Dog sledding vicariously

8 August 2014

My dear friends and readers,

As you may know from my previous posts, I am currently having an Alaskan Adventure with my friends, Paprika and Oregano. I learned yesterday that we are approximately 16,860 km away from Cape Town, which is where I was just a few weeks ago! It feels almost unreal that I have traveled this far in so short a time.

My friends go dog-sledding on the glacier - thrilling stuff!
My friends go dog-sledding on the glacier – thrilling stuff!

Paprika and Oregano had an exciting morning, but I wasn’t allowed to share the experience with them. They planned to take a helicopter up onto a glacier to ride a dog sled. They had me all ready to go and even packed a rain coat for me, but then the pilot said it wasn’t safe to bring a backpack on the helicopter. They were only allowed to bring their cameras. I was a bit disappointed, but I understood because safety is important. I waited patiently in the car for them while they had their adventure.

Once they got back, they shared their excitement with me. I felt like I had been there. Paprika told me it was really much safer for me not to have come along with them. It was chilly and rainy on top of the glacier. Paprika had packed a rain coat for me, but it was quite misty on top of the glacier. Oregano and Paprika had on rain coats and rain pants, and both of those were absolutely soaked. Thankfully, only the clothes were wet, Paprika and Oregano remained dry under all those layers. My small rain coat would not have offered the proper protection needed to keep my delicate complexion from becoming most disastrously damaged.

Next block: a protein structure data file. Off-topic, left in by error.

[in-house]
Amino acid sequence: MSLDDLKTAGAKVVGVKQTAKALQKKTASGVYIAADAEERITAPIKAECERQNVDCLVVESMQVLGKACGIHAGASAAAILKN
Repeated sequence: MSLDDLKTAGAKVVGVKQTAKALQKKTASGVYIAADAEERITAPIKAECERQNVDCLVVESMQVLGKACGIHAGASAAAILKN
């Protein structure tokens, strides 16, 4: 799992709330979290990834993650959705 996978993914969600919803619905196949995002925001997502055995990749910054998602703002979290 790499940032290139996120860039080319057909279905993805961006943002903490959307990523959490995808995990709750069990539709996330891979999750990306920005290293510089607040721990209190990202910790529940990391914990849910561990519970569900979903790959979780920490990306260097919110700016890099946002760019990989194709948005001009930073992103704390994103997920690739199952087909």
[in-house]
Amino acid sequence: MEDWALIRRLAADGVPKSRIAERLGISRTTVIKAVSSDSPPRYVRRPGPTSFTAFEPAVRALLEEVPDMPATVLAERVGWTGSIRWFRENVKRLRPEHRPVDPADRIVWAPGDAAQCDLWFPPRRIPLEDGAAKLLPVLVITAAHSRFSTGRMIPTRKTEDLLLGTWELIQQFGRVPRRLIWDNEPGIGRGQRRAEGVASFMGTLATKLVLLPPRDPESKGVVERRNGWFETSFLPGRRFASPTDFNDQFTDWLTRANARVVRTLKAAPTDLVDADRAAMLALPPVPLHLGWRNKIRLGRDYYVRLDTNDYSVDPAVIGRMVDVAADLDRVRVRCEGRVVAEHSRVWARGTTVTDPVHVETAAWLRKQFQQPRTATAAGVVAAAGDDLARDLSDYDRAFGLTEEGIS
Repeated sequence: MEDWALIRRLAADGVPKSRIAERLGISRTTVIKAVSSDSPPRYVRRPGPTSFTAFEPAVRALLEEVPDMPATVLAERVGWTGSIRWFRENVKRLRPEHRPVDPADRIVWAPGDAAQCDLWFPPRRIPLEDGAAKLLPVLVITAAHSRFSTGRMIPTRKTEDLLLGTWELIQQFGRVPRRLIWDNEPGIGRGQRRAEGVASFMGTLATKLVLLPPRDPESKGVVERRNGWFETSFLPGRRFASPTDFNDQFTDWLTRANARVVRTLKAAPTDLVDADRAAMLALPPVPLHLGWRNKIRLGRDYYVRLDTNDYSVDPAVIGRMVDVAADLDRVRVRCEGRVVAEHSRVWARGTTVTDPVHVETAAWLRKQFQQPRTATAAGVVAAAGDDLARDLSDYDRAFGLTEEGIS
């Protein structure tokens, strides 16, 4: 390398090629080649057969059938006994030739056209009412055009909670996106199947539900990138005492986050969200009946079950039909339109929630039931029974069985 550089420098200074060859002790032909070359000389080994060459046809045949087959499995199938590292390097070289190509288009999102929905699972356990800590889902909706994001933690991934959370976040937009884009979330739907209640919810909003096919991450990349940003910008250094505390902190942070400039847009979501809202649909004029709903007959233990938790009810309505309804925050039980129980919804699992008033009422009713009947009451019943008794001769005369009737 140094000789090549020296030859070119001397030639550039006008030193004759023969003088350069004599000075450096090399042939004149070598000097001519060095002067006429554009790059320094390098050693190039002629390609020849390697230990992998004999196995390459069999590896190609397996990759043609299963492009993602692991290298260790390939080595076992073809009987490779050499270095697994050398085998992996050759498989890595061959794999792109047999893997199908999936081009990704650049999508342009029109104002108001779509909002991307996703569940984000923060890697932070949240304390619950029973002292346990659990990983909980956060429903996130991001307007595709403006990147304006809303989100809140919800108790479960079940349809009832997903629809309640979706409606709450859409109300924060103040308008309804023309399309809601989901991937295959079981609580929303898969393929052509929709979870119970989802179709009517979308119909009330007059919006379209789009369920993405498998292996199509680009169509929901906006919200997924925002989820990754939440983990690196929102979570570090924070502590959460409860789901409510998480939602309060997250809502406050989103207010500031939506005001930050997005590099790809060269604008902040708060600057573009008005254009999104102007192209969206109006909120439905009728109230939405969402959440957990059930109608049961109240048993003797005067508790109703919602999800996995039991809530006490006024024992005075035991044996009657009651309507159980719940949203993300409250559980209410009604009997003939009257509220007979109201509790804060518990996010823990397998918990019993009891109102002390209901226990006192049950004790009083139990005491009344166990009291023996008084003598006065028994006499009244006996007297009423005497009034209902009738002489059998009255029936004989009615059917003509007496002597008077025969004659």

Over lunch of hot soup and sourdough buns, Paprika and Oregano shared their pictures and stories. They said it was a very exciting experience. They learned all about the culture and history of dog sledding, the characteristics of good race dogs and how grueling these sled dog races are for the human and the dogs. The famous Iditarod Trail Sled Dog Race is an annual long-distance sled dog race run in early March from Anchorage to Nome.

After they learned all of these new things, the mushers (that’s what sled dog drivers are called) harnessed 16 dogs to the sled. It was the first run of the day and the dogs were VERY eager to run. Paprika sat in the front of the sled and Oregano stood at the back. Once they were settled, the dogs took off at about 30 mph. So fast!

Paprika told me that she was surprised how fast and how bumpy the ride was. She said it was exhilarating! I could tell it must have been because she and Oregano had huge smiles in all of their pictures. The musher stopped the sled and Oregano and Paprika changed places. Once Paprika was standing on the back of the sled, they took off again for a closer look at the glacier. I asked Paprika if it was hard to stand up while the dogs were running so fast. She told me that the rails at the back of the sled are very narrow and that she had to keep shifting her weight to maintain her balance. She was really glad she wasn’t in charge of braking or steering the sled.

These two gorgeous puppies in Paprika and Oregano's arms may well be the future Iditarod champions
These two gorgeous puppies in Paprika and Oregano’s arms may well be the future Iditarod champions

When they got back to the camp, she and Oregano were allowed to hold 20-day-old puppies who will be future sled dogs. They were adorable!

The weather is expected to turn quite nasty up here overnight. Our boat trip on Prince William Sound has been cancelled because it will be too dangerous. Paprika said we’ll try to go to a museum in Anchorage to learn more about the fascinating culture of this beautiful place.


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